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Tuesday, Nov 12, 2019

‘Kranti’ against child marriage in a village in UP’s Bahraich

Eldest among four siblings, Kranti became a part of NGO Dehat’s ‘Child Parliament’ initiative in Bahraich.

cities Updated: Aug 14, 2019 10:29 IST
Saurabh Chauhan
Saurabh Chauhan
Hindustan Times, Lucknow 
The Class 10 student of Acharya Ramesh Chandra Inter College said she came to know about her family’s plans for her marriage earlier this month.
The Class 10 student of Acharya Ramesh Chandra Inter College said she came to know about her family’s plans for her marriage earlier this month. (HT image)
         

A family in Gokulpur village of Bahraich in Uttar Pradesh had planned to marry off their 17-year-old daughter, Kranti, to a resident of Inderpur village in Nepal. Little did they know that their feisty daughter would, true to her name (which means revolution), revolt against their plans -- becoming the first girl in her village to do so.

The Class 10 student of Acharya Ramesh Chandra Inter College said she came to know about her family’s plans for her marriage earlier this month.

“Everything was set. The date was likely to fall sometime in September,” said Kranti, adding, “But nobody was bothered to find out how I felt about the situation -- Was I ready for marriage? What did I want in my life?”

“I knew marriage would end my educational journey. Early marriage also means early pregnancy, which I know is not good for health. These are some of the arguments that I used to convince my family against marrying me off,” said the youngster.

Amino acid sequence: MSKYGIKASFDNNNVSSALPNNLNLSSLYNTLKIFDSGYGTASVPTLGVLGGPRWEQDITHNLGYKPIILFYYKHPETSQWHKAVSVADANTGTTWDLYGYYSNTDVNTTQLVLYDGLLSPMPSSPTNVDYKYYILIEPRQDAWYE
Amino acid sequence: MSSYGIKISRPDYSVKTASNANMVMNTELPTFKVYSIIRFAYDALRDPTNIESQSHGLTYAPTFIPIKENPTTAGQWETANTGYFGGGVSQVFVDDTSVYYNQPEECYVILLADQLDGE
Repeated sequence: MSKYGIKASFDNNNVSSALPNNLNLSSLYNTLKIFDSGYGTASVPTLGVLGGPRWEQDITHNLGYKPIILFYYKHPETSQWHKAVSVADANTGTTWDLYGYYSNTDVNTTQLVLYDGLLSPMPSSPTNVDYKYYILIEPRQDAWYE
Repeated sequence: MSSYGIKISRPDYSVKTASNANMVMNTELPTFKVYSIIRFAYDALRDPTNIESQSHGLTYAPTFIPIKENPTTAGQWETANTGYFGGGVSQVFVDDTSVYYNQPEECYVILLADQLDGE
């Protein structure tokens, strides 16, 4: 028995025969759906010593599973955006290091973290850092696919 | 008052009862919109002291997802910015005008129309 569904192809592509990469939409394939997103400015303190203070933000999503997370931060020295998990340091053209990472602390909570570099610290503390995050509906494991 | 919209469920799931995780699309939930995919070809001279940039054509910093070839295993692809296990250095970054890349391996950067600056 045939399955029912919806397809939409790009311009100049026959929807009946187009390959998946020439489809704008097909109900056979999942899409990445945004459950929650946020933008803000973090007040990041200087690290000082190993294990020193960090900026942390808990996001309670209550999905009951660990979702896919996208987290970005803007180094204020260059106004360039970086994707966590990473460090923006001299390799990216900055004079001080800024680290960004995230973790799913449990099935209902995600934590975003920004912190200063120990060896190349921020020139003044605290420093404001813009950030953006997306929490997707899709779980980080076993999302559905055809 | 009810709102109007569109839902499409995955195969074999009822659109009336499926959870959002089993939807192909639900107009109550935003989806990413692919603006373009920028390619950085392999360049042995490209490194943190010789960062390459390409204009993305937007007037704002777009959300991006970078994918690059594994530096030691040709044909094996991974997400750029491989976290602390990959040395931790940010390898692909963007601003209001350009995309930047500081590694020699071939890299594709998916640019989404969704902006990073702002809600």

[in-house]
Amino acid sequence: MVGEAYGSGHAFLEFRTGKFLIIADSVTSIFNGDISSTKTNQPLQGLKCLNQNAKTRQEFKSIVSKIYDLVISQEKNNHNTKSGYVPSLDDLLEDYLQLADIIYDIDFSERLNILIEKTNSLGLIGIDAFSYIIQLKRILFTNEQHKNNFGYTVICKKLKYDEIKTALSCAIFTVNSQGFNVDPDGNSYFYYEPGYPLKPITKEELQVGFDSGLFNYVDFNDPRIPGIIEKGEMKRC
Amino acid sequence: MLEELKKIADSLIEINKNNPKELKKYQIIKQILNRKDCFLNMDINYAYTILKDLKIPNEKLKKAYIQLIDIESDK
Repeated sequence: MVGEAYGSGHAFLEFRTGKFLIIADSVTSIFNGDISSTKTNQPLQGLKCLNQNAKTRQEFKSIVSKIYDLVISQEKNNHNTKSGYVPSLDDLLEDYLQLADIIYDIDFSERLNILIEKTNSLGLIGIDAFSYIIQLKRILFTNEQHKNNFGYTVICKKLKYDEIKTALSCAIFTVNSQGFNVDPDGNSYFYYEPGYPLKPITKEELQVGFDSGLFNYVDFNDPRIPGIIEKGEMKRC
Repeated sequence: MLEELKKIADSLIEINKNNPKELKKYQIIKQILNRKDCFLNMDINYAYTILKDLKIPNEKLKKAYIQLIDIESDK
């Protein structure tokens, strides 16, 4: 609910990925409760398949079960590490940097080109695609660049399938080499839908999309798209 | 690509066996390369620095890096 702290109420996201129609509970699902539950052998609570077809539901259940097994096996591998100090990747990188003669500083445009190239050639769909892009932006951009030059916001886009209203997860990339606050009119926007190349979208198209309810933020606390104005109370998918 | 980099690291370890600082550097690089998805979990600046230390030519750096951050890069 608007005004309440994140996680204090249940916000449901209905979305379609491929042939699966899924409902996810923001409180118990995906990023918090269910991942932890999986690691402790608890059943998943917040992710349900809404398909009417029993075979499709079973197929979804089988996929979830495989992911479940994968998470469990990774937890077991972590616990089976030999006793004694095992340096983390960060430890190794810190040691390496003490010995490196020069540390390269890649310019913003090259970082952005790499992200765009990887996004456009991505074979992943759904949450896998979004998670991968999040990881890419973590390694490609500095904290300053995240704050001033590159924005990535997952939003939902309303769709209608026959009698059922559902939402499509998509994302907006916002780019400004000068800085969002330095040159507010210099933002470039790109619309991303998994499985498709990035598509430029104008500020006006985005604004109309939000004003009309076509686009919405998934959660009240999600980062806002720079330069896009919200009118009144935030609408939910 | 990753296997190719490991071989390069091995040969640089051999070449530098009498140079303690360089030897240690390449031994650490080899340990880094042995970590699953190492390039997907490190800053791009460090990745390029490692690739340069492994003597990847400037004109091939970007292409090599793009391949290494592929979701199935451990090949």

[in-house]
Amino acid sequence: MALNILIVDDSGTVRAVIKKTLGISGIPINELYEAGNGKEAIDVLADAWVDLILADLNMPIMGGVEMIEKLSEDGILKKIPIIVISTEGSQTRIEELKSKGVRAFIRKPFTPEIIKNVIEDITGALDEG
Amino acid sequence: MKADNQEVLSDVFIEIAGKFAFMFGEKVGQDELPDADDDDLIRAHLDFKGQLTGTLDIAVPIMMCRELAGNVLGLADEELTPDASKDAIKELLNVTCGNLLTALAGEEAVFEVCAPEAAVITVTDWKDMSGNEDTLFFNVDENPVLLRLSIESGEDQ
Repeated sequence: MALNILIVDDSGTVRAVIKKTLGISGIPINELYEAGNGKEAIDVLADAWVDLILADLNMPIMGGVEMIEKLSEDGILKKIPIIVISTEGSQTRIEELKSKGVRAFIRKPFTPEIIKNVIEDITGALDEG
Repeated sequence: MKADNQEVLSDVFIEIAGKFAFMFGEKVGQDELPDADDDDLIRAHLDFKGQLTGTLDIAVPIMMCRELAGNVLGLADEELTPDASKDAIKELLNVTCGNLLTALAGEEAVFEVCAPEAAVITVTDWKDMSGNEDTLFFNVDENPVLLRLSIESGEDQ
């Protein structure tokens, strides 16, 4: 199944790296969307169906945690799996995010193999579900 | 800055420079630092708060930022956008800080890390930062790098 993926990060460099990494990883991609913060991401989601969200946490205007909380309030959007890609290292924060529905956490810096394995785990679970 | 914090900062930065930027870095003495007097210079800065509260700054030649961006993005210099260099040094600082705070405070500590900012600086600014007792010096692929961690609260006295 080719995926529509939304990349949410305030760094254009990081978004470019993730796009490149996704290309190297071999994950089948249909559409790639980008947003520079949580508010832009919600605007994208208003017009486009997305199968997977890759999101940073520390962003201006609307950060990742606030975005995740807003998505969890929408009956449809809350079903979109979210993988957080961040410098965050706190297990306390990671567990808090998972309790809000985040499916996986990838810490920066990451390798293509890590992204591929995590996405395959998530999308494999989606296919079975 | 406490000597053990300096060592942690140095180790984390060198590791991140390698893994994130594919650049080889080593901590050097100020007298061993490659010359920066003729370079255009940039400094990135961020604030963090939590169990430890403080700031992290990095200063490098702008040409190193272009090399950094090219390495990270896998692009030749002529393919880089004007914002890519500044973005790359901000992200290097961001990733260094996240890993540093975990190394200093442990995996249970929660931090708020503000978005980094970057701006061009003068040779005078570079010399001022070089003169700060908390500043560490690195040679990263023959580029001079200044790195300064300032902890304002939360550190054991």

Kranti said she had seen many child brides. “A few years ago, child marriage was normal for me. But that was before I joined the ‘Child Parliament’ and came to know about its ill-effects,” she said.

Eldest among four siblings, Kranti became a part of NGO Dehat’s ‘Child Parliament’ initiative in Bahraich. She was the defence minister there. “We used to deliberate on different social issues, including child marriages, during the sessions,” said Kranti.

Coordinator of ‘Dehat’, Jitendra Chaturvedi, said, “We came to know about it days after she revolted against her family’s decision. It took a lot of effort to convince her family, especially her father, to shelve the plan of her marriage.”

Kranti said her parents spoke to the boy’s family. “Both sides were planning to meet up to finalise the wedding date but I remained firm on my stand. I am happy that my parents listened to me. I want to achieve something and education is the key to success. I also want to help those whose dreams are throttled by early marriages,” she said.

According to the National Family Health Survey 2015-16, as many as 49.9% women in Bahraich district, aged 20 to 24 years, got married before reaching the age of 18 years, and 9.9% mothers fell in the 15-19 years age bracket.